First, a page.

Hey look, it’s a Google Driverless Car recently spotted on Harrison by a San Francisco resident:
Wow, 300,000 miles without a single accident - do you think that record compares well with the drivers of the SFMTA MUNI DPT?
“Joel Zimmerman doesn’t like being called a DJ. The 28-year-old dance music phenomenon from Toronto, better known as deadmau5, rolls his eyes at the description, which he sees as a hopelessly outdated way of describing what he does. His sets are closer to live performances. He plays mostly his own material, assembling tracks on the fly, using cutting edge computer technology, including software he’s helped write himself. read more“
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This is as close as you can get now…
[UPDATE: Luke Thomas of Fog City Journal offers a listing of reactions from many mayoral campaigns.]
[UPDATE II: Feisty TBC Editor-in-Chief Steve Fainaru promises there's more to come:
"We are analyzing and pumping out this information as fast as we can. The package you see today — including San Francisco’s most sophisticated ranked-choice voting simulator, masterminded by news applications developer Shane Shifflett and lead software engineer Aurelio Tinio — was completed around 2 a.m. Monday; it was up on our website at 4 a.m. Next we will bring you information about the controversial pension reform initiatives and the races for district attorney and sheriff. Finally, we will put up the full data set, so people can take their own look and draw their own conclusions."]
Well, here they are, the results of the big The Bay Citizen / University of San Francisco poll on who will be Mayor of San Francisco for the next four years.
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Writing history as it happens:
“When the Board of Supervisors named Lee interim mayor in January, after former Mayor Gavin Newsom was elected lieutenant governor, Lee promised not to run for a full term. But after two of his biggest political supporters — Rose Pak, the powerful Chinatown lobbyist, and former Mayor Willie Brown — led an effort to draft him into the race, Lee changed his mind.”
[I should note that infamous Rose Pak, for some reason, operates as an unregistered lobbyist, apparently, AFAIK.]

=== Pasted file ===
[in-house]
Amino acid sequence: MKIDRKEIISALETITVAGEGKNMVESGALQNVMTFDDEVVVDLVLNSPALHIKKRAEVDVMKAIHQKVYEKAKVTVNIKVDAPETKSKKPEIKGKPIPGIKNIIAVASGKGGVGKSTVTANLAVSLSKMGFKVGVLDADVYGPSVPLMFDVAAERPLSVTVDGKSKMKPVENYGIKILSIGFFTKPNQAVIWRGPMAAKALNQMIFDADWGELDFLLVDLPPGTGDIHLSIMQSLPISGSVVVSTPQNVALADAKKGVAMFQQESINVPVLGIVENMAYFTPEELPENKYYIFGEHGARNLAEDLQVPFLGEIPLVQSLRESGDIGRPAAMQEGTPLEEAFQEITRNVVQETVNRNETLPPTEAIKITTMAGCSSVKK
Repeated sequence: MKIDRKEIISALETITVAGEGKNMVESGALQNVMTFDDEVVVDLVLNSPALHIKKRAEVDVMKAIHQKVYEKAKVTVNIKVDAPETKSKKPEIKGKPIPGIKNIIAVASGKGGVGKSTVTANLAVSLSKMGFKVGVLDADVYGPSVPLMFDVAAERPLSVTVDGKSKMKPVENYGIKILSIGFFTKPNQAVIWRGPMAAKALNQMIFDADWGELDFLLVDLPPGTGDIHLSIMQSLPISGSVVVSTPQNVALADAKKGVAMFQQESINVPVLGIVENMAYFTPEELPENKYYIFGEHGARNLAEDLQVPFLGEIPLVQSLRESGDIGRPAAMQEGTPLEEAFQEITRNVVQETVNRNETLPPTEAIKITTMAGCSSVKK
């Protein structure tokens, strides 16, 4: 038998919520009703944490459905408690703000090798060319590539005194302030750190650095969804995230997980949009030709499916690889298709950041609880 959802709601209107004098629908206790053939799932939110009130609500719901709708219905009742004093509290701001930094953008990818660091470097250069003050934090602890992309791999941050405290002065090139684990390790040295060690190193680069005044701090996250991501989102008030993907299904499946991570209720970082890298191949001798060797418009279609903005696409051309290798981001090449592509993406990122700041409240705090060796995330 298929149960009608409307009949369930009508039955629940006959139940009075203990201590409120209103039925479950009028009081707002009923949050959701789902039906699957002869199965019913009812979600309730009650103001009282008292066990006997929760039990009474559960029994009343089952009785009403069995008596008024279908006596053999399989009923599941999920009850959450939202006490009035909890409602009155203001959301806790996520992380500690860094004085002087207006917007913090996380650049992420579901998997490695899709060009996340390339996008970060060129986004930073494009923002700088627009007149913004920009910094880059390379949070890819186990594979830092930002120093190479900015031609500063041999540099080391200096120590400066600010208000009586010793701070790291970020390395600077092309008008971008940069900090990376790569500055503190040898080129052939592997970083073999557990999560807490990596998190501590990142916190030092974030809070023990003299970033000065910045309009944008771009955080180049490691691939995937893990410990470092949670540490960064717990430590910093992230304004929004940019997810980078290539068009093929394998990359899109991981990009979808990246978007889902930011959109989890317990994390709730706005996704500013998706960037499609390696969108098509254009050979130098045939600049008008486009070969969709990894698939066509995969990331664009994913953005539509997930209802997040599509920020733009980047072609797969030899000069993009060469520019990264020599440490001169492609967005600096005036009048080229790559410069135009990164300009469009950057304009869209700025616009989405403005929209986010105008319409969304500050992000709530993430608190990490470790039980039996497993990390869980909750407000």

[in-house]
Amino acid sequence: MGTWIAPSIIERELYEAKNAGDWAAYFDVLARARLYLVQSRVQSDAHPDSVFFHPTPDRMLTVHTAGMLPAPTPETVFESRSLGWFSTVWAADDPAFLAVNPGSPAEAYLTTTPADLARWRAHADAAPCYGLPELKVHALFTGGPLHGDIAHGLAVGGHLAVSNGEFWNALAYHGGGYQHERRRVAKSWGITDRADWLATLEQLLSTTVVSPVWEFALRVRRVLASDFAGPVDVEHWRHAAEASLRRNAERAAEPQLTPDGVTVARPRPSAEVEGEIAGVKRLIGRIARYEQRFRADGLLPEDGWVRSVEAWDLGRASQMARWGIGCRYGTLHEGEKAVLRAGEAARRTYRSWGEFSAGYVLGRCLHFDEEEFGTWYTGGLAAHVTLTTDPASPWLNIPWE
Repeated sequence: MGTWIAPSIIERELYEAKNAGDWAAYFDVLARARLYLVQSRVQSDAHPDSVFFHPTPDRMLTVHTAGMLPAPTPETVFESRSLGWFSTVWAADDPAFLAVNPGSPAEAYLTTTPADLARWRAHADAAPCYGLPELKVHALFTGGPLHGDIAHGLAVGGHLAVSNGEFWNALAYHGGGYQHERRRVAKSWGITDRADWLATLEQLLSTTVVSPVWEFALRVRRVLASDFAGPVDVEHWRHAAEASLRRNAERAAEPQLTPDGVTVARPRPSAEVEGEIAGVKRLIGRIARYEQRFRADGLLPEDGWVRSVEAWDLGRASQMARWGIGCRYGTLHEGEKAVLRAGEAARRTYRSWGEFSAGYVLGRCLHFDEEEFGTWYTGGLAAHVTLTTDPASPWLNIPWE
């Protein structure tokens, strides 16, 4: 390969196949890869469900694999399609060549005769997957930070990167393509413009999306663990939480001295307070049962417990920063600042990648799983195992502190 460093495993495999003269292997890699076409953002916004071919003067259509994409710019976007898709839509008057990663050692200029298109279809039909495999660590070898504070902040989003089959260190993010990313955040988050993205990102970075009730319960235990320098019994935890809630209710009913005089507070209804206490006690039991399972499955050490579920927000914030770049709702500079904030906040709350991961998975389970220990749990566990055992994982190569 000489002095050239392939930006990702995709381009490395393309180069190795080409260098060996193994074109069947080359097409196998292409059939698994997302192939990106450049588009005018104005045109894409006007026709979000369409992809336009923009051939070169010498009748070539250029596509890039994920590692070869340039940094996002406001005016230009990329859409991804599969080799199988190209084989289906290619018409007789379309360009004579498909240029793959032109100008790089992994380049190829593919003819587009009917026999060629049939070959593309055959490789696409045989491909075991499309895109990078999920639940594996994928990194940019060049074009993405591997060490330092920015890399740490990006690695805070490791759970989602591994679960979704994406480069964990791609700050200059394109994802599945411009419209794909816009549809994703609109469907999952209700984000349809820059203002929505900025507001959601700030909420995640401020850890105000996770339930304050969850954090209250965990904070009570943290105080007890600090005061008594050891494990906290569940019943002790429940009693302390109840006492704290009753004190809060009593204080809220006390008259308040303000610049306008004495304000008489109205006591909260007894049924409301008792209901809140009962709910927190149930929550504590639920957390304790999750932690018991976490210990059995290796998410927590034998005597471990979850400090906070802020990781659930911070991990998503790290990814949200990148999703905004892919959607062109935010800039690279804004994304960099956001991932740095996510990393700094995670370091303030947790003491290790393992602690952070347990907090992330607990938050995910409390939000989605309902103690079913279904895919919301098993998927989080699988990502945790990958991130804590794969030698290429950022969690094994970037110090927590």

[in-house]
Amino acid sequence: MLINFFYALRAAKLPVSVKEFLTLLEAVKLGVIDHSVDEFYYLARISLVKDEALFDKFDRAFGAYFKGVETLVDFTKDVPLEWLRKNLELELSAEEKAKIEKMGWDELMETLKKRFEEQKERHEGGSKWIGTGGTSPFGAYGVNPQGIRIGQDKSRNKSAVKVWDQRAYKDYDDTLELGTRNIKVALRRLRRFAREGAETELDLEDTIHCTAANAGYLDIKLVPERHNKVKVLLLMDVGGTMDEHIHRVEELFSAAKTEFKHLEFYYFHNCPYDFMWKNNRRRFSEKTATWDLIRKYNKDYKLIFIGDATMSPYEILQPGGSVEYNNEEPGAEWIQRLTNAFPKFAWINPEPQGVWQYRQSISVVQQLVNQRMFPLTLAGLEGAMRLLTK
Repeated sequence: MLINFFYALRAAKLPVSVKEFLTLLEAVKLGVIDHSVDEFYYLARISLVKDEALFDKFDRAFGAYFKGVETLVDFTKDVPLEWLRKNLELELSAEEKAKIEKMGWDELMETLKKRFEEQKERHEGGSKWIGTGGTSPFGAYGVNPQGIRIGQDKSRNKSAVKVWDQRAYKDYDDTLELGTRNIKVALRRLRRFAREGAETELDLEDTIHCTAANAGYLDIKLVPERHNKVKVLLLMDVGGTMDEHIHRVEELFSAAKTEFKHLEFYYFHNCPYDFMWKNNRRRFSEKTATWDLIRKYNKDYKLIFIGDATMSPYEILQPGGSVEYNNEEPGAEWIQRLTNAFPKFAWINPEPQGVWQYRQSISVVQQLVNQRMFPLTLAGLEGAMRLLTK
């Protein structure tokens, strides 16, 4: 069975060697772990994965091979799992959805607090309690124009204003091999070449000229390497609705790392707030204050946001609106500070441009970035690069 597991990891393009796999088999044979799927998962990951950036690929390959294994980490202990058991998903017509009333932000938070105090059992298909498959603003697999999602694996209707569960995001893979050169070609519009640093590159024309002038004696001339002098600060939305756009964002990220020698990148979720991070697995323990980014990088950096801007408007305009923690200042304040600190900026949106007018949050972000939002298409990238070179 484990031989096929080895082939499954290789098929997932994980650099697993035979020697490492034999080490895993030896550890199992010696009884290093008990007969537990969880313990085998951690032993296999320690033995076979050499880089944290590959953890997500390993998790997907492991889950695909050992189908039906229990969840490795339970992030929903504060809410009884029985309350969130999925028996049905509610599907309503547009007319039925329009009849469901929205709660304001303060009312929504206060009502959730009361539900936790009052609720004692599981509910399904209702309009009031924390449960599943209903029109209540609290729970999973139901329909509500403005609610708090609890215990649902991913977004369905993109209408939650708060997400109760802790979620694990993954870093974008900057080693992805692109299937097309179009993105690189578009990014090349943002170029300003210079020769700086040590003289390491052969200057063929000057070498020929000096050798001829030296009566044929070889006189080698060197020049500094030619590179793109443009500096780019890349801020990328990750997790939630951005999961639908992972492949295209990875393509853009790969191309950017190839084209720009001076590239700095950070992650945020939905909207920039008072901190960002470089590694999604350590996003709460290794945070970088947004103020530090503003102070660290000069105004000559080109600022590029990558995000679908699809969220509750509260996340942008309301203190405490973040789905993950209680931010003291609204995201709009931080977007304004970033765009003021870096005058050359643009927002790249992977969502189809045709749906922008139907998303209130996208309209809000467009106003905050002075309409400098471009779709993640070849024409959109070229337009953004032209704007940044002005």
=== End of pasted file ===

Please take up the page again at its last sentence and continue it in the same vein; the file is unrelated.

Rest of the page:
Are you surprised by any of these results? I’m not.
But what’s nice about this independent exercise is that it shows you how RCV “works.”
“Exclusive Bay Citizen/USF Poll: Ed Lee Dominating San Francisco Mayor’s Race
SAN FRANCISCO, Oct. 17, 2011 – An exclusive poll conducted by The Bay Citizen and the University of San Francisco (USF) Leo T. McCarthy Center for Public Service and the Common Good shows interim mayor Ed Lee poised to win the November 8 mayor’s race handily. The poll shows Lee with broad support across the city, particularly among Chinese voters.
Lee won 31.2 percent of first-place votes, surpassing his closest challenger, City Attorney Dennis Herrera, who won 8.1 percent. Supervisor John Avalos finished third, with 7.4 percent of first-place votes.
At baycitizen.org, the poll results power a computer simulation that shows how the election may unfold under “ranked-choice voting.” This is the first competitive San Francisco mayor’s race to use the system that asks voters to select their top three candidates in order of preference.
The Bay Citizen simulation allows readers to view how votes are redistributed after candidates are eliminated. It projects Lee the winner if the election were held today.
On Tuesday, October 18 The Bay Citizen and the University of San Francisco will release poll results on the San Francisco District Attorney’s race, the Sheriff’s race, and Propositions C and D, the two pension reform measures on the ballot.
For more information and deeper analysis of the Bay Citizen/USF poll please visit: www.baycitizen.org/data/polls/
The poll results are based on telephone interviews of a random sample of 551 likely San Francisco voters between Oct. 7 and Oct. 13, 2011. The survey was conducted by MAXimum Research, an independent research firm, in English and Cantonese; Spanish was not used because only 1 percent of San Francisco voters request ballot materials in Spanish. Of the respondents, 115 were contacted by cell phone and 436 by landline. After the interviews, the data were weighted to match the demographics of the known likely voting population. The sampling error for findings based on the overall pool of likely voters is +/- 4.2 percentage points at a 95 percent confidence level. The margin of error for population subgroups is larger.